The imminent and constant fear of vehicular demise still didn’t detract from the scenery. I wouldn’t say the villages we went through were attractive in any sense of the word, but they were certainly interesting. All the Amharic lettering, the wooden donkey cart taxis built on old truck axels, new foods, new people. Scenes that were simultaneously foreign and familiar blurred by the window. Friends smiled and shook hands. Kids chased each other home from school shielding their eyes from the sun with notebooks. Grocery shopping for the evening meal was done (Although the butcher shops with huge shanks of meat hanging out with only shade for refrigeration almost made me go vegan). You could buy lumber or bundles of charcoal. A wedding party danced its way across an open field, brightly pimped out parasols happily bobbing above the heads of the couple and priests. Life goes on.
There were stretches where you could stare at the rolling fields and gentle hills full of golden wheat (tef, actually) and imagine you were somewhere in the Midwest. Then you’d pass a farmer herding a cow in a tight circle to thresh the grain outside his mud and stick hut. Just as his ancestors did a thousand years ago. Except there might be an electric line running by it. Not to it, just right on by. It was made even more surreal by the fact we were blasting Def Leppard’s “Pour Some Sugar on Me” from Jim’s iPod inside our SUV.
We only saw one or two other ferengi the entire day, so when we rounded a sharp bend and found ourselves on Dessie’s main street, it felt like there was a needle-across-the-record moment. The curious and close stares we got from everybody made us seem like the town’s entertainment.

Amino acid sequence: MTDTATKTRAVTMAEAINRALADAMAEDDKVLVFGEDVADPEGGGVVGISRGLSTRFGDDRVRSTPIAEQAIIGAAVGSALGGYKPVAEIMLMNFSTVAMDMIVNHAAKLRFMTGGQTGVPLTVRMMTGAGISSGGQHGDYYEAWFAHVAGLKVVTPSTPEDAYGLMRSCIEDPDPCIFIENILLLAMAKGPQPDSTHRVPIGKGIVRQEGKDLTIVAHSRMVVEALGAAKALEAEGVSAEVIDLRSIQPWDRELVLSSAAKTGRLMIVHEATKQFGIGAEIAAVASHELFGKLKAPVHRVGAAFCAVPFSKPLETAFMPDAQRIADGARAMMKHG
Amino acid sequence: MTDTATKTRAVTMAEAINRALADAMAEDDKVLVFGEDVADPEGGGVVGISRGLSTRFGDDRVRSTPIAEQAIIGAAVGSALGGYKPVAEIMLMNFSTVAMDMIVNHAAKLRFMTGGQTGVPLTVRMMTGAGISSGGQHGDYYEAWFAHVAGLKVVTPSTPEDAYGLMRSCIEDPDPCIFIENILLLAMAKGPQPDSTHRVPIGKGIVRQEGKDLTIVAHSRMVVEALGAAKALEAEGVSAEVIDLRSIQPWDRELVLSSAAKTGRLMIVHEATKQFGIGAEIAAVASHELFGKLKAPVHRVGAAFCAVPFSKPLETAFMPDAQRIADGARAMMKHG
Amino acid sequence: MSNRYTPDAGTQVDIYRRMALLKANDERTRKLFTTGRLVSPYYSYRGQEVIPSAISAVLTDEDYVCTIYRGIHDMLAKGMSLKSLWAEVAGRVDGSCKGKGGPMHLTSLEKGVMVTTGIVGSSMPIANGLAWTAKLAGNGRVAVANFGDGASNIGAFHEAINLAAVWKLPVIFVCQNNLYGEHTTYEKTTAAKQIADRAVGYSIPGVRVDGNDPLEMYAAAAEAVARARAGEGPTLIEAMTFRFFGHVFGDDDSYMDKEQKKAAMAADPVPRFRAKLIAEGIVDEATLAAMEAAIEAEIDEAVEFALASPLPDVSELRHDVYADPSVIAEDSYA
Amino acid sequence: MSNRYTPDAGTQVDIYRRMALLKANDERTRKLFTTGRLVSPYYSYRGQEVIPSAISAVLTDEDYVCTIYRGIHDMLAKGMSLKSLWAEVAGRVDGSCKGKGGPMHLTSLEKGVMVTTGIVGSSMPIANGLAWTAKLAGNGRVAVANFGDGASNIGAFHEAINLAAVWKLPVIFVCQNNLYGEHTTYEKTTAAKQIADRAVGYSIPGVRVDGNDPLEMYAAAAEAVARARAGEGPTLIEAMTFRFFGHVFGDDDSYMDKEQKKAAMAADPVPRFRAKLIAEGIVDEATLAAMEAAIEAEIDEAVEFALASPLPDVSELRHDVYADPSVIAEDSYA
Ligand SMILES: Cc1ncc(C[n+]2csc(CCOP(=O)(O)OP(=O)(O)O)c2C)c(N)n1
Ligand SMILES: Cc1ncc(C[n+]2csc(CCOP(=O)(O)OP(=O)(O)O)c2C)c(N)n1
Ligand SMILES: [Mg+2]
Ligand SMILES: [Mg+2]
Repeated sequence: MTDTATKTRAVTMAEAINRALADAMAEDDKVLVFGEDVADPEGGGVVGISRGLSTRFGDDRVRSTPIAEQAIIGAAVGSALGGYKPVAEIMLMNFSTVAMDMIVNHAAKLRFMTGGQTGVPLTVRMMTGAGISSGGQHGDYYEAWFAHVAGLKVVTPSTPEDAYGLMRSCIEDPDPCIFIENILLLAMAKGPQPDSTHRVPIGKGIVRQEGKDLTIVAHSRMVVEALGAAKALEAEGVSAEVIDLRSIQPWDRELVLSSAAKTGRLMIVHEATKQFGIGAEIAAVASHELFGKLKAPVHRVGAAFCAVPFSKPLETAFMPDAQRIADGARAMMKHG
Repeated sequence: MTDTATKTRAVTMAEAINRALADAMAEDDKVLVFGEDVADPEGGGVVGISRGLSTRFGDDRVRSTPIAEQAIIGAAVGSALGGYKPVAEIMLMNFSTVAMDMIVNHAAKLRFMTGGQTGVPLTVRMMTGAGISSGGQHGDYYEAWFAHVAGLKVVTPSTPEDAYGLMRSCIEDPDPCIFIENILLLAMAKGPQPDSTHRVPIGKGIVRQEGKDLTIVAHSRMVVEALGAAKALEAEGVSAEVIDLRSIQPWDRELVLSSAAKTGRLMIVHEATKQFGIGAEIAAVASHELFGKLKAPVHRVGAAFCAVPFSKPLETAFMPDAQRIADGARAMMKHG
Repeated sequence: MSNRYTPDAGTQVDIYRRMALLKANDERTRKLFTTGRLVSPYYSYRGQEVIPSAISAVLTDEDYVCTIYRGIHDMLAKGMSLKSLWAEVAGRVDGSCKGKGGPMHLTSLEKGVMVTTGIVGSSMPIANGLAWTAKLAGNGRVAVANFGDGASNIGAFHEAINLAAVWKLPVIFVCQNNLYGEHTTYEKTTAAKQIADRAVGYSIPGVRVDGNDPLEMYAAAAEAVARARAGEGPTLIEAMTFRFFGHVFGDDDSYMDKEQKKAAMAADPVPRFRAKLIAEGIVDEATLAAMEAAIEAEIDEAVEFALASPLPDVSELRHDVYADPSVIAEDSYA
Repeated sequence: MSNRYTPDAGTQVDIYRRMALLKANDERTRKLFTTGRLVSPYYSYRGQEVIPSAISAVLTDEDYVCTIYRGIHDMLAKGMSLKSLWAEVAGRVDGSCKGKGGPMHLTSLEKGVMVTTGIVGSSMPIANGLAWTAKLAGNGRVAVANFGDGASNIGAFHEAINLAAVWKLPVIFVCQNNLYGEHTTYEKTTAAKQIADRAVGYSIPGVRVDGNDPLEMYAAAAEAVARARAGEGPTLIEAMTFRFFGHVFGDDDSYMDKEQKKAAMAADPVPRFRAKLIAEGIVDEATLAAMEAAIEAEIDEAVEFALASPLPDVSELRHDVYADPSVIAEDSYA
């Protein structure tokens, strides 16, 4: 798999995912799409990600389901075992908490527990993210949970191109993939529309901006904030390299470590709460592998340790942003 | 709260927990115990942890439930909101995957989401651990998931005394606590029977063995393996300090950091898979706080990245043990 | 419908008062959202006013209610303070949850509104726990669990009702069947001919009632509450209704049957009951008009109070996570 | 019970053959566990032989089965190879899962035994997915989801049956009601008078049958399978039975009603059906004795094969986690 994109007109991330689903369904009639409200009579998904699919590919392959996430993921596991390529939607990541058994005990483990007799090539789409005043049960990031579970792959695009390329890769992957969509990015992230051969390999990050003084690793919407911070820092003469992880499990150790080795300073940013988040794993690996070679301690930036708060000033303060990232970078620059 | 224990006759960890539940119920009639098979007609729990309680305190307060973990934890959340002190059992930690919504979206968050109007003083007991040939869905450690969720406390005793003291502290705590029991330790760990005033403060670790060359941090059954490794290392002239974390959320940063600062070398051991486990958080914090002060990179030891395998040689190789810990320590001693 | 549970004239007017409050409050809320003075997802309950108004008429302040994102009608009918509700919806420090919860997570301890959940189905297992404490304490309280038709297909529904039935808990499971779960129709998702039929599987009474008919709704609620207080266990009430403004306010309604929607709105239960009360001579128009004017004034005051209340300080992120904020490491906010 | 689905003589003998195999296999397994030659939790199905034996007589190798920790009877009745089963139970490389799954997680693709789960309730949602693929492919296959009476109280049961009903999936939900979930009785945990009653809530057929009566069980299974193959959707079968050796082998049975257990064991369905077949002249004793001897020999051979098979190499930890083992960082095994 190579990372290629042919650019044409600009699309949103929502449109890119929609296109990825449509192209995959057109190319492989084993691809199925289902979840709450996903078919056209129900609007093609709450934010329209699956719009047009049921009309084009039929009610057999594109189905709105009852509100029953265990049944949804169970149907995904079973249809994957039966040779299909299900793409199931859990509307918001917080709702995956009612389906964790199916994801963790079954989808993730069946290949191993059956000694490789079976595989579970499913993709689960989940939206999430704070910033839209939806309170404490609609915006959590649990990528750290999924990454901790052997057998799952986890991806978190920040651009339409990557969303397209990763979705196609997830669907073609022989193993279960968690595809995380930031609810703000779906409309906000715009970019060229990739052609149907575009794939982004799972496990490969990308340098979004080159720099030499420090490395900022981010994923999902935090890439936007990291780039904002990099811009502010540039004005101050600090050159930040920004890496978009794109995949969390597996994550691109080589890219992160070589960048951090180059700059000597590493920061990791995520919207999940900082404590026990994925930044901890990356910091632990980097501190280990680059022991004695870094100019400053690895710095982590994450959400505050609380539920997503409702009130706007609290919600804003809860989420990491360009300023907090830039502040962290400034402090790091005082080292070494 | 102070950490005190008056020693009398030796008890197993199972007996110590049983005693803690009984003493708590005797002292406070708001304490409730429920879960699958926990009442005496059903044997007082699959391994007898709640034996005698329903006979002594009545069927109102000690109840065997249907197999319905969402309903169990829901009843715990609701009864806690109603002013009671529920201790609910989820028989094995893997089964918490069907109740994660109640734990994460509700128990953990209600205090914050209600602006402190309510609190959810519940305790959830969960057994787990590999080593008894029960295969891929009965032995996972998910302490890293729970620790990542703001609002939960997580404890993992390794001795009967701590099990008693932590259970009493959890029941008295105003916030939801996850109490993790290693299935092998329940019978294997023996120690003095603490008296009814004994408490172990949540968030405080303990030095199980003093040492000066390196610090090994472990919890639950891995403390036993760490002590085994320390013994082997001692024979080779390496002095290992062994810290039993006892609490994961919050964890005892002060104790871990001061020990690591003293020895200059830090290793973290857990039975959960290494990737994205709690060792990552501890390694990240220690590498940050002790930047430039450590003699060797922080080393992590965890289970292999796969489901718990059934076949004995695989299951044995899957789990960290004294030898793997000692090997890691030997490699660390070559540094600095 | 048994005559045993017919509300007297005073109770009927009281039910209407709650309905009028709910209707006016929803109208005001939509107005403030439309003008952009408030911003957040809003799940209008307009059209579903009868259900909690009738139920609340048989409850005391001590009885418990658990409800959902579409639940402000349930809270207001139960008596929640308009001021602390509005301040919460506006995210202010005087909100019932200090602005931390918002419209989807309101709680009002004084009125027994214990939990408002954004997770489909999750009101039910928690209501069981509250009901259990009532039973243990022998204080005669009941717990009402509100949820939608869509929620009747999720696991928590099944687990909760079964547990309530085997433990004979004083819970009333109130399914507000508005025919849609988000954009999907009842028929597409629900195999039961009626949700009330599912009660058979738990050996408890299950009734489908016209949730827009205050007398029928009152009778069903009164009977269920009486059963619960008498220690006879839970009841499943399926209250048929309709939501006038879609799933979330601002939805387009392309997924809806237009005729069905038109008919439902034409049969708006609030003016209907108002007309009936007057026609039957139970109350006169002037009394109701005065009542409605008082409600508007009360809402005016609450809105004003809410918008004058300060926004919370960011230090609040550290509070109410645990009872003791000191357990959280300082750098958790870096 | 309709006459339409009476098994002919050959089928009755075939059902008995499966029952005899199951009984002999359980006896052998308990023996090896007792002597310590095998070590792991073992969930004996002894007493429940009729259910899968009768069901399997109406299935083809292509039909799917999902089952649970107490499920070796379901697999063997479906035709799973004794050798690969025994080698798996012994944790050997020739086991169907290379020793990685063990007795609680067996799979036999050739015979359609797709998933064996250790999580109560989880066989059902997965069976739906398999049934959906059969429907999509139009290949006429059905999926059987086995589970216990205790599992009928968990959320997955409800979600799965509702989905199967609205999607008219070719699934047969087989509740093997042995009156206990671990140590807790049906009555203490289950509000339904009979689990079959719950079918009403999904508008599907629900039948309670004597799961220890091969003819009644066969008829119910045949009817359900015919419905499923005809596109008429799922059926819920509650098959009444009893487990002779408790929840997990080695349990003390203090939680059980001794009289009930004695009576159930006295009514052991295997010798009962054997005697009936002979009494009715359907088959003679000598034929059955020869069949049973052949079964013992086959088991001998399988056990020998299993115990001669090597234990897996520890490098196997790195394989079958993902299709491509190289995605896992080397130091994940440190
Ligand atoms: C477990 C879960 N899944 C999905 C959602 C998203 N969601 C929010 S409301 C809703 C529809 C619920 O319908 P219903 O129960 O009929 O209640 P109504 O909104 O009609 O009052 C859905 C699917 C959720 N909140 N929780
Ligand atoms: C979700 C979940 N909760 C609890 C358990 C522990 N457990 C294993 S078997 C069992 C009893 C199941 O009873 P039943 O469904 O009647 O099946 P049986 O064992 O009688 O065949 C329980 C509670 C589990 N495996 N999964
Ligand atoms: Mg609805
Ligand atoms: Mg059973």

Dessie means “My joy” in Amharinga. But I think it translates to “armpit” in English. Maybe ‘armpit’ is too harsh a word, but it would be a synonym for sure. I know. I know. This is the Third World. But Dessie had an obvious grunginess about it that even the residents of Deadwood would call cocksuckingly dingy. The government-run Ghion Ambassel Hotel was a little walled haven from the dusty fevered throngs on the street, but it still left much to be desired: tissue thin walls, a medieval toilet and a mattress that folded in half like a lumpy taco. The art nailed upon the wall appeared to be a photo of two pit bulls with huge horns fighting in a jungle. But for $15 a night, you can’t raise your expectations much above sea level.
Rather than risk feasting upon ‘Risted Lamp’, we went for beef tibbes with injera. This national staple—which means it’s likely that the chef has actually made it before—is beef tips cooked in a spicy sauce that you scoop up with a chunk of the spongy injera bread. It was filling, but the beef was so chewy I had to check the menu to see if I had ordered belt by mistake.
The hotel had a ping-pong table in a little shed that Jim and I checked it out after dinner. “There’s bird crap all over it.” he noticed, walking around the white-splotched table.
“How the hell did that happen?” I wondered.
“It’s from that bird up there.” Jim pointed to a huge pigeon sitting in the rafters just a few feet above us. “The one that just crapped on me.” Sure enough, the avian had bullseyed Jim’s head and shoulder with a fresh load of pigeon pudding. We beat a hasty retreat to our room, laughing the entire way. At least I was.
“This’ll kill the germs.” I said handing Jim the bottle of Johnny Walker Black we had brought for just such occasions. I also opened a pack of Finger brand cookies from Turkey. I bought them in Addis simply because I wanted to make a joke about giving somebody the Finger. It certainly wasn’t for the taste, which was akin to cinnamon ground into a piece of cardboard by a dirty boot.
Jim was unzipping a small pouch holding six shiny spheres. “Is that a mini-bocce ball set?” I joked.
“It is.” He held them aloft for effect.
“Soooooo, I’m in an Ethiopian hotel eating Turkish cookies, drinking Scottish whiskey about to play a game of miniature Italian lawn bowling…”
“It’s a small world after all.”
“Thanks. Now I’ve got that damn song in my head.”
Up on the wall, the two horned pit bulls grinned at us.
[In Our Next Installment: “My eyes are more powerful than your Uzi…”]